How A Chrome Client Reclaimed Over $100,000
Recently, a client transferred her account to me, partly in the form of a global mutual fund from one of the big fund companies. The position was worth about $100,000. To be sure, I loved the idea of this fund as it provided a high degree of diversification, covering large, mid and small cap equities from around the world. Upon analyzing the fund a bit further, I discovered that it has an Operating Expense Ratio (the OER is the total annual cost to the investor) of 1.05%. All funds have OER’s, some more than others. In addition, this fund has a front-end sales charge, or load, for buying shares equal to 5.75%. Loads on funds are handled differently depending on the share class you buy, A, B or C shares, but it’s important to note that many excellent funds have no loads or even transaction fees.
Because Chrome Asset Management and our advisors do not get compensated for selling investment products, but rather receive an annual advisory fee, we look at a wide range of investment options and try to pick the lowest cost products for our clients, taking suitability requirements into account as well. And that’s exactly what I was able to do in this case.
In researching funds with a similar asset allocation and performance as the fund described above, I was able to put my client into a no-load fund with an OER of 0.18%, and it even had a higher dividend yield than the more expensive fund. The net difference due to lower fees and higher dividends in this case is a positive 2.25%. The client was still receiving a higher return even after my advisory fee, and we can invest more in this fund as may be appropriate without incurring sales charges in the future.
The bottom line is if you compound these savings at a very conservative return of 7% per year, we’ve returned $100,000 to the client over 20 years just by taking the time to do some research!*
It is critical to realize how much money you can be leaving on the table, even when you’ve done a good job of selecting well-diversified funds that are suitable to your investment objectives. (This can be particularly true if you have money sitting in a 401(k) from a former employer, where your investment choices were limited.) As a financial advisor, I do exhaustive research to insure that I consider all aspects of investments for my clients and I have no conflicts of interest when it comes to recommending products. Consider meeting with me now to discuss what you would do with the money you could save, by transferring your account to Chrome or rolling over your old 401(k).
Prior Month in the Markets
The markets were up slightly in the month of June, with low volume and mixed economic data continuing to persist. It turns out the the winter had a much more dramatic effect on the US Gross Domestic Product (GDP) than previously thought, showing a 2.9% contraction. This is really viewed as an anomaly due to the weather and no one expects that to recur in the coming quarters. (In other words, it’s unlikely that we’re headed for another recession). As I said last month, modest growth remains the forecast for the balance of the year.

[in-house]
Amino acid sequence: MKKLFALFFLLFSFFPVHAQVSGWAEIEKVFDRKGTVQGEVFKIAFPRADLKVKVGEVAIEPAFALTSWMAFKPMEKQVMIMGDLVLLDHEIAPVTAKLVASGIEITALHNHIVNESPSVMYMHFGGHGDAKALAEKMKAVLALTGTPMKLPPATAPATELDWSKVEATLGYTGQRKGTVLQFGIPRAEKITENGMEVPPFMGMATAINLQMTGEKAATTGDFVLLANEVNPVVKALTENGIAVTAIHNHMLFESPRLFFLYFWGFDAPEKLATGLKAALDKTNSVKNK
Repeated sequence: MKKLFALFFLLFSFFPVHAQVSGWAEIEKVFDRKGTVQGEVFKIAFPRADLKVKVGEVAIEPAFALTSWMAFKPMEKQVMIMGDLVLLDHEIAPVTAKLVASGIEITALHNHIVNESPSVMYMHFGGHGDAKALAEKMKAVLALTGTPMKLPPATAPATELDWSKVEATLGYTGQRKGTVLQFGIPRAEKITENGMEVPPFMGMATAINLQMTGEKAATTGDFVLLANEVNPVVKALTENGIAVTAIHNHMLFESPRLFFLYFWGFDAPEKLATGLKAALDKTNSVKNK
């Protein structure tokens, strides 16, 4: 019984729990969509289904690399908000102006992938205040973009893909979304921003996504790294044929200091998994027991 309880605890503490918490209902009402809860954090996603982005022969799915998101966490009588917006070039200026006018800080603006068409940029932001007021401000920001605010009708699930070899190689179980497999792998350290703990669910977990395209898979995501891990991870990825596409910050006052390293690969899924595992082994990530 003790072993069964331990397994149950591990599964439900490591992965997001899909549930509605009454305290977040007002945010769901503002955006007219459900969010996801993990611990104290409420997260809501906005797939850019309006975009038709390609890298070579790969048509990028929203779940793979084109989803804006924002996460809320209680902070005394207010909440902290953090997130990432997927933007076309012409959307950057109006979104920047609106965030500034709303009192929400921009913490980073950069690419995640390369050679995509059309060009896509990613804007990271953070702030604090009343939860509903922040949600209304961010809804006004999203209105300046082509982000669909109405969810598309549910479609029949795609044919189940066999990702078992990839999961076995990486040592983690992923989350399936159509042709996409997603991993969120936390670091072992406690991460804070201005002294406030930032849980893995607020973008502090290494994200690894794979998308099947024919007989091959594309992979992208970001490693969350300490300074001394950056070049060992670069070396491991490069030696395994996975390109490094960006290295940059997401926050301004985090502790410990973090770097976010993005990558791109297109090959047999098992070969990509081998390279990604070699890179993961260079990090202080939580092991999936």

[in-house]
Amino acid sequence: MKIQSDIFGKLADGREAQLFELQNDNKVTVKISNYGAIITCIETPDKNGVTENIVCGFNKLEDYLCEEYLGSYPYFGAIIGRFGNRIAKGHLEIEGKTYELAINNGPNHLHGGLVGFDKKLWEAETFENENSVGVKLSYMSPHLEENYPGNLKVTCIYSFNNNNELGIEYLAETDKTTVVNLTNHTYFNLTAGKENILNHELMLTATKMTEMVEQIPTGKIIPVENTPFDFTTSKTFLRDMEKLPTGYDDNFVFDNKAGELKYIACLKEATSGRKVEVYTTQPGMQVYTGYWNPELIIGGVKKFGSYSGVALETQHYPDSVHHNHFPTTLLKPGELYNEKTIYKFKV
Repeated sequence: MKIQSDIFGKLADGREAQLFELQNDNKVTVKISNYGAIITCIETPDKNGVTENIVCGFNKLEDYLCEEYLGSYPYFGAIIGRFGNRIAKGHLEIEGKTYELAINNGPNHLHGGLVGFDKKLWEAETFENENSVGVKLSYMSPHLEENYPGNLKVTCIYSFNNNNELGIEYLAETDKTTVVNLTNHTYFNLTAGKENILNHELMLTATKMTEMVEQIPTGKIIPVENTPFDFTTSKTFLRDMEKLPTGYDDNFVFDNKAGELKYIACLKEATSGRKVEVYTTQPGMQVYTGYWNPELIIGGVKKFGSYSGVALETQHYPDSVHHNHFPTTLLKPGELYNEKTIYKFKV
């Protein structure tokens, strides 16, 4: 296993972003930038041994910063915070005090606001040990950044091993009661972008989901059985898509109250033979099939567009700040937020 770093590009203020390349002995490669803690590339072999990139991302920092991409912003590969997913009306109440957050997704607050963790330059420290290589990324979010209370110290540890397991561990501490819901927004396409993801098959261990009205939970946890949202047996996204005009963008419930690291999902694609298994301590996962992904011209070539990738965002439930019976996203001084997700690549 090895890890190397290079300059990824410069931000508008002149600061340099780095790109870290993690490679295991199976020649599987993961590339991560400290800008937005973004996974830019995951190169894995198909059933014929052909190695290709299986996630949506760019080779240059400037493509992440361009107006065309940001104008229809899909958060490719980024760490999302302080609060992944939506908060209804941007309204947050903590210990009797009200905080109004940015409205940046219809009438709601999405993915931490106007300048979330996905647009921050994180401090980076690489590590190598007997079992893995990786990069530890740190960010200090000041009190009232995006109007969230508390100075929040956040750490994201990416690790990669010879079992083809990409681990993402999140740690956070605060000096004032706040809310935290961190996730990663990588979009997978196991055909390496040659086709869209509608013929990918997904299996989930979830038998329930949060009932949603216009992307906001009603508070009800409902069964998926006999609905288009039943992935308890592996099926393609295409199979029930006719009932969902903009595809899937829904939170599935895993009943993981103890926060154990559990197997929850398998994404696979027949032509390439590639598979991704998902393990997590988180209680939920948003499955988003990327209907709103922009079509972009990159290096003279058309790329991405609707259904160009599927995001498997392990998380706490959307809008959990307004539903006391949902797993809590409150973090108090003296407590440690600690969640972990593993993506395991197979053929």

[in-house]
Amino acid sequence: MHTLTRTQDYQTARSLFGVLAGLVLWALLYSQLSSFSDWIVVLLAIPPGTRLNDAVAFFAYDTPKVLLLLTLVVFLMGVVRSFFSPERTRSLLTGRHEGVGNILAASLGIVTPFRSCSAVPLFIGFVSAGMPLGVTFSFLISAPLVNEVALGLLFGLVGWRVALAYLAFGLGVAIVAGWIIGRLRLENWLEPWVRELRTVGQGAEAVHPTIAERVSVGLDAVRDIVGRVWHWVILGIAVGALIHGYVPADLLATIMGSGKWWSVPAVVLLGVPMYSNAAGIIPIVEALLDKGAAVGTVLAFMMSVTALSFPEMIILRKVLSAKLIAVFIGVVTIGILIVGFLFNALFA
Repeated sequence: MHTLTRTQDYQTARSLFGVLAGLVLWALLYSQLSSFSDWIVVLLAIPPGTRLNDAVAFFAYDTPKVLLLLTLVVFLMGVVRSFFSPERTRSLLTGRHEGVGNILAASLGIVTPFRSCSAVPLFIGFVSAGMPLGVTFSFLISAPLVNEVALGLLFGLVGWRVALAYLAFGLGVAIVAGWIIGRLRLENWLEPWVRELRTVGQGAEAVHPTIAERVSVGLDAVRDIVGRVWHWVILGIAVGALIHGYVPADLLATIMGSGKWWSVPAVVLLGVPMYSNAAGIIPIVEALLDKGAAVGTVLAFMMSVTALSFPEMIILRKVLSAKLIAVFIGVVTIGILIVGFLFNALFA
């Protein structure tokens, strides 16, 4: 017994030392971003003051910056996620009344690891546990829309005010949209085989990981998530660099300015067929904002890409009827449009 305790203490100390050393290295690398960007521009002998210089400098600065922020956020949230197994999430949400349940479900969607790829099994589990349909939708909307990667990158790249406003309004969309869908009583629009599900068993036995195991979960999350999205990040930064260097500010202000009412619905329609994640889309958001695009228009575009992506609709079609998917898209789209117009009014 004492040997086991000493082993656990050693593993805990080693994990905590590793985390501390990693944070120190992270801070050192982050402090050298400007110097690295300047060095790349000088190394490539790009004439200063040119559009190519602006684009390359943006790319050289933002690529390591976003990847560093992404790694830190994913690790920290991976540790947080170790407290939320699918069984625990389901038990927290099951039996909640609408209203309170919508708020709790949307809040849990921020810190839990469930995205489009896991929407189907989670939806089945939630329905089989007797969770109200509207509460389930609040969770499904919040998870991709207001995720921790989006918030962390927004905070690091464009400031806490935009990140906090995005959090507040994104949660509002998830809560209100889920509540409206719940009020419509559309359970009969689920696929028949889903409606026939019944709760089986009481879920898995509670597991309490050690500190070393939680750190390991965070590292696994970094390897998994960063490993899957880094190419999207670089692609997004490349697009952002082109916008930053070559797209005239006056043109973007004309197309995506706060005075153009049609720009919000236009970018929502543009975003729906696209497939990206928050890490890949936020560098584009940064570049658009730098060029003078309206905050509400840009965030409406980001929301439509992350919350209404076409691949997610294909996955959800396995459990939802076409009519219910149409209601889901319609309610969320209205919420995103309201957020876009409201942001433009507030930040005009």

Investors and economists continue to watch interest rates as the Fed keeps unwinding quantitative easing, but we seem to be stuck in a range on the 10-Year Treasury Bond between 2.45% and 2.65%. As the job market picks up and inflation remains low, expect rates to increase as the Fed tries to move toward a more normalized monetary policy, albeit slowly.
A Little Something About Me
Back in 1993, I was living and working in New York City. I had been to Colorado twice in my college years to ski at Steamboat, going from plane to bus at Stapleton Airport when it was still dark outside. One cold, rainy winter night, the subways by the Empire State Building were down and I couldn’t catch a cab back to my Upper West Side apartment. After walking home 90 blocks in the rain (and trashing a previously new pair of dress shoes), I decided to move to Denver, having never before seen the city. I’ve never looked back.
Much has changed over the past 21 years, and I am so happy to call Boulder my home now. Skyscrapers have been replaced by mountains and I love that my daughter will grow up with the sunshine, landscapes and activities that Colorado has to offer. Imagine my surprise then when she told me she hopes to live in New York City someday!
Portfolio Tune Up
Like our cars, our investment portfolios need the occasional tune-up. In June and July, I will be offering free portfolio reviews to anyone who is interested. Drop me a note and we can set up a time to get together. Maybe we’ll find some of those pesky high cost funds.
* 2.25% on a $100,000 investment is $2,250 per year back in the investors account. Compounding that at a very conservative 7% growth rate (the 25-year historical return of the stock market is about 10%) at the end of each year equals $101,947 over 20 years. You can plug the numbers in yourself here: http://www.moneychimp.com/calculator/compound_interest_calculator.htm.